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3/26/2009
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Seagate Surfaces With New Linux NAS Offerings

Small businesses looking for cheap, reliable storage solutions now have another interesting option to ponder, courtesy of Seagate.

Small businesses looking for cheap, reliable storage solutions now have another interesting option to ponder, courtesy of Seagate.There are a number of network-attached storage (NAS) products on the market that are suitable for smaller businesses. But this was a market where Seagate, one of the world's biggest storage hardware vendors, had been conspicuously absent -- until now.

With its BlackArmor NAS product line, Seagate is re-introducing a brand it acquired after purchasing Maxtor back in 2006. The BlackArmor NAS 440, at the top of Seagate's new NAS lineup, supports up to four 2TB hot-swappable drives. Its Linux-based firmware allows users to set up RAID 0/1/5/10 or JBOD options and supports full-system backups, bare-metal restores, and data encryption, among other management features.

LinuxDevices.com has a more detailed summary of the BlackArmor NAS, including some photos. Purchase information, including PDF data sheets, are available at Seagate's Web site.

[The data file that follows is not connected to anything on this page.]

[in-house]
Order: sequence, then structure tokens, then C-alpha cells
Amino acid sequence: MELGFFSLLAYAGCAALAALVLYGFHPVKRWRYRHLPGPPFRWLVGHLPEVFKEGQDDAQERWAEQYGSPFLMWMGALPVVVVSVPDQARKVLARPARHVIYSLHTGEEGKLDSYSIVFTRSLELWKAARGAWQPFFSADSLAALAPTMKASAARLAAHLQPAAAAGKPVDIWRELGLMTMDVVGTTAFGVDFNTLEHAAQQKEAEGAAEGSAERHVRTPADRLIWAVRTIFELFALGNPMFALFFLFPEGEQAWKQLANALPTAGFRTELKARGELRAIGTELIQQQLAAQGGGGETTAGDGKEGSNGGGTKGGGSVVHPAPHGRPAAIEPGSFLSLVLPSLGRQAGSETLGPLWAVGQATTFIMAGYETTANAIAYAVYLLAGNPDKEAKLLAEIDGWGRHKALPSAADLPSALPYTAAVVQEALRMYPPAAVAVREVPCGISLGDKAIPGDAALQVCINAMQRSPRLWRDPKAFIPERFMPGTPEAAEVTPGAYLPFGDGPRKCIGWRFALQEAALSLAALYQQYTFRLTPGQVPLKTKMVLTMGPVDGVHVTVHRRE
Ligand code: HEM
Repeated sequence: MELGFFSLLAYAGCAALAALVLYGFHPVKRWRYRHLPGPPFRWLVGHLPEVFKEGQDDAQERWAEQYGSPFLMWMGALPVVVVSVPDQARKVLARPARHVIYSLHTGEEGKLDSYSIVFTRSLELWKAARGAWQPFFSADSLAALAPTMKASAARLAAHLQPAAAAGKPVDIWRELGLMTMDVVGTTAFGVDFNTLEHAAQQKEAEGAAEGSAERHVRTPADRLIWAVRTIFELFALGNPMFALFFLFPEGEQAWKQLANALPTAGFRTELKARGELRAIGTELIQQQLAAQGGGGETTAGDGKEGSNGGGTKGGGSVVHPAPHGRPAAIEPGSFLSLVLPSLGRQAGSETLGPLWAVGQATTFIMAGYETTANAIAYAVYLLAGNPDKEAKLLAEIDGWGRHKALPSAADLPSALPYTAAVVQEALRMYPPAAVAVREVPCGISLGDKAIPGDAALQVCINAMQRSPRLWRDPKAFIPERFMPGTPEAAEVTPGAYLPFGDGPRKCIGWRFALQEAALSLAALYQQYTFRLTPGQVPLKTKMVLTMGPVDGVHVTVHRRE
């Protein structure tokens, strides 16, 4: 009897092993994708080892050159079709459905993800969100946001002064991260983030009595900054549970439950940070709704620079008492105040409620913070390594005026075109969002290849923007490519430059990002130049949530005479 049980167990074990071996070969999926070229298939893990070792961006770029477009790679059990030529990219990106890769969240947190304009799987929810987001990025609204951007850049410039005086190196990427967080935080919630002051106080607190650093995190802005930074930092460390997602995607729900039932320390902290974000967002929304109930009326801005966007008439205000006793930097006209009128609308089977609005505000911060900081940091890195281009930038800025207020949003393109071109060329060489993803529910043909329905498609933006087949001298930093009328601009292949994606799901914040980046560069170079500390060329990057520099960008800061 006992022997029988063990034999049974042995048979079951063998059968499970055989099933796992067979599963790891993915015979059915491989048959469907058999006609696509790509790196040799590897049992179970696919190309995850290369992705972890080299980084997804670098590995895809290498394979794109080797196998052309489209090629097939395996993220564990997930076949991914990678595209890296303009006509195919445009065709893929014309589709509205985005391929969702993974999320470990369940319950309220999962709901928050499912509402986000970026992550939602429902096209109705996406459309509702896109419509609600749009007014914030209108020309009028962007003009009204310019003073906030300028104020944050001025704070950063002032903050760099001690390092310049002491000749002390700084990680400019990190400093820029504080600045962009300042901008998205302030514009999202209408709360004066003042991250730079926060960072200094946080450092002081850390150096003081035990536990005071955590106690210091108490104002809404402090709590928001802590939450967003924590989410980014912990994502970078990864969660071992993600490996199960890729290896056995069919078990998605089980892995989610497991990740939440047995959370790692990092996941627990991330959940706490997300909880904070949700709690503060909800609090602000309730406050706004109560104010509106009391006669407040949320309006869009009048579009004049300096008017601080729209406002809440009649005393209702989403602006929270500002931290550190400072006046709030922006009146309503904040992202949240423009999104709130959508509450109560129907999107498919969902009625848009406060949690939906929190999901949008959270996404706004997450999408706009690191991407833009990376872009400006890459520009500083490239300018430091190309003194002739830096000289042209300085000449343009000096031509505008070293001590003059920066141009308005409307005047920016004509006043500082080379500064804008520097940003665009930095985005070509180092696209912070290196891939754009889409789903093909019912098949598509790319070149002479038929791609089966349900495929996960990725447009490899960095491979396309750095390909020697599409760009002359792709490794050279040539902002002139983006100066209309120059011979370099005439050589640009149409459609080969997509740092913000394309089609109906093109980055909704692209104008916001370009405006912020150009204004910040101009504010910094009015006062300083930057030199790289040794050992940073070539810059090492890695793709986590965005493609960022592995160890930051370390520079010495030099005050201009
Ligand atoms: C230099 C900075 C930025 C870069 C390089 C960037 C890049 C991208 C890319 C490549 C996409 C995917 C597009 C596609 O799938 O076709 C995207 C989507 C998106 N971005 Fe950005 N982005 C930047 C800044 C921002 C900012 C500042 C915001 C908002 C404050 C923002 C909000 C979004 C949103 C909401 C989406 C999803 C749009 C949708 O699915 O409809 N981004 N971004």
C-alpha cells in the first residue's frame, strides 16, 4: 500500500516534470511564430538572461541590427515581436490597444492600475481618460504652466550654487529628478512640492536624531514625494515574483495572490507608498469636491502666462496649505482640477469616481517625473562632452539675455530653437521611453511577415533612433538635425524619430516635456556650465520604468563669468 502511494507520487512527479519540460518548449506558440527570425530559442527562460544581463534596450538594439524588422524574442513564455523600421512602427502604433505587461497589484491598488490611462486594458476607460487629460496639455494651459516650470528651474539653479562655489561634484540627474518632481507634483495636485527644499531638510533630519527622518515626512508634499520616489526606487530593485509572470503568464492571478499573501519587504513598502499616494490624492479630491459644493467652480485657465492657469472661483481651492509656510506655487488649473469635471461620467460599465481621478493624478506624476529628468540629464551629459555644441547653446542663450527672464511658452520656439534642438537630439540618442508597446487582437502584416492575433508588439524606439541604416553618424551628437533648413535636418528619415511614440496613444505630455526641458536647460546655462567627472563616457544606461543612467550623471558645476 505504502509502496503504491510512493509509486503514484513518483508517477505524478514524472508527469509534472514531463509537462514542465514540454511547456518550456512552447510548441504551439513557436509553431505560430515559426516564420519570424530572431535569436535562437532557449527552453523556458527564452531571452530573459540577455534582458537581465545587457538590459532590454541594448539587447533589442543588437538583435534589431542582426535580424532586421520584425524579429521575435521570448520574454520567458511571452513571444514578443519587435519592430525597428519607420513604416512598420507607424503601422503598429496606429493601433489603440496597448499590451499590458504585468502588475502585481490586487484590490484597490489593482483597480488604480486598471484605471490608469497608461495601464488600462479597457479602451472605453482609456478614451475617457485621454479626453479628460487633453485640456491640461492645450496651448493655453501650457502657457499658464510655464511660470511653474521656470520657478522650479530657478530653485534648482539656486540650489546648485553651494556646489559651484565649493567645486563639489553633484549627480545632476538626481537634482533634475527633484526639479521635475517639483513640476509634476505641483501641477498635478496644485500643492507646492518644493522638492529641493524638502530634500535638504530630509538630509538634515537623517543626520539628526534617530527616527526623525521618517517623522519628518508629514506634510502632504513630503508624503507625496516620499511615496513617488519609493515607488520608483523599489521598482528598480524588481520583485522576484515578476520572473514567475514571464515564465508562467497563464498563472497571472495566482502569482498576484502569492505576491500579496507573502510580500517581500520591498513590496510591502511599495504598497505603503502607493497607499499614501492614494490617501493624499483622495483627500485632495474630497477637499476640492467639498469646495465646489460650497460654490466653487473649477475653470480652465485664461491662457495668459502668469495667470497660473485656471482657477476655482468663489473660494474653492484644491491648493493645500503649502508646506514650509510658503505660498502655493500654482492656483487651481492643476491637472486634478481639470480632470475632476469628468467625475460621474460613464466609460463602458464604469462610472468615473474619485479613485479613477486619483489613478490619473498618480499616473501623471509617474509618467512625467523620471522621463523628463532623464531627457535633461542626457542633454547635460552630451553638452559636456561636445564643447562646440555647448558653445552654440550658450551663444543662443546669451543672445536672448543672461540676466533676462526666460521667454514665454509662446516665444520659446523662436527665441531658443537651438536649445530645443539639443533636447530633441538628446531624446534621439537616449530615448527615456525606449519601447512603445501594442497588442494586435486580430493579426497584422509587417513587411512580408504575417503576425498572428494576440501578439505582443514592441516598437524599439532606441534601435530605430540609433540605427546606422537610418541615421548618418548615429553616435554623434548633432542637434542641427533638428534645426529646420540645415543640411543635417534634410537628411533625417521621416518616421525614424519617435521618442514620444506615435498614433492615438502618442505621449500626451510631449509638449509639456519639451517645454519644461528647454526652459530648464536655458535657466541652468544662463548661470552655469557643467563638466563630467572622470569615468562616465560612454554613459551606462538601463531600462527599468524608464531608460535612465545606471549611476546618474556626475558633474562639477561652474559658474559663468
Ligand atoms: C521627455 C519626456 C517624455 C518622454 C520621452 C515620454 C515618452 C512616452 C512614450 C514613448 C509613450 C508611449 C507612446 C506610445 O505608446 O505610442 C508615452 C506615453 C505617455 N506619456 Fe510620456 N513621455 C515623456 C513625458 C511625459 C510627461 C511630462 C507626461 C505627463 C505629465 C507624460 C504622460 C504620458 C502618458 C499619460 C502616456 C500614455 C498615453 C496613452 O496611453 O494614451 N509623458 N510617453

It looks like the BlackArmor NAS will be a great deal right out of the gate: A NAS 440 equipped with four 2TB drives will retail for around $2,000, and less expensive models will sell for as little as $600. According to Seagate, the BlackArmor NAS is suitable for use in business environments with up to 50 desktop users, depending on the model and amount of storage.

For some reason, Seagate isn't disclosing what type of processor its NAS boxes will run, although we do know that they will use a 1.2GHz CPU and 256MB of RAM. Similar, Linux-based NAS boxes from other vendors work on a variety of hardware architectures: Both Bell Microproducts (maker of the Hammer Storage MyShare NAS series) and HP's Media Vault products, for example, feature ARM-based processors made by Marvell, while Netgear's highly-regarded ReadyNAS products use a system-on-a-chip processor architecture licensed from Infrant.

All of these products, by the way, generally retail for less than $2,000 -- a price that appears to represent the current "sweet spot" for small business-ready NAS hardware. A four-drive, 4TB NetGear ReadyNAS, for example, sells for around $1,800. And at the low-end, a product like HP's mv2100 is available for less than $300, although this end of the NAS market is really more suitable for consumer or SOHO users than for small businesses.

If all of these acronyms and buzzwords look like gibberish to you, by the way, don't panic. The folks at NetworkComputing.com have some solid, easy to understand NAS guides that will help to demystify the subject. Another site, NAS Devices, offers a comparison chart listing almost every NAS product on the market; although it isn't exhaustive by any means, it provides a decent starting point for business buyers.

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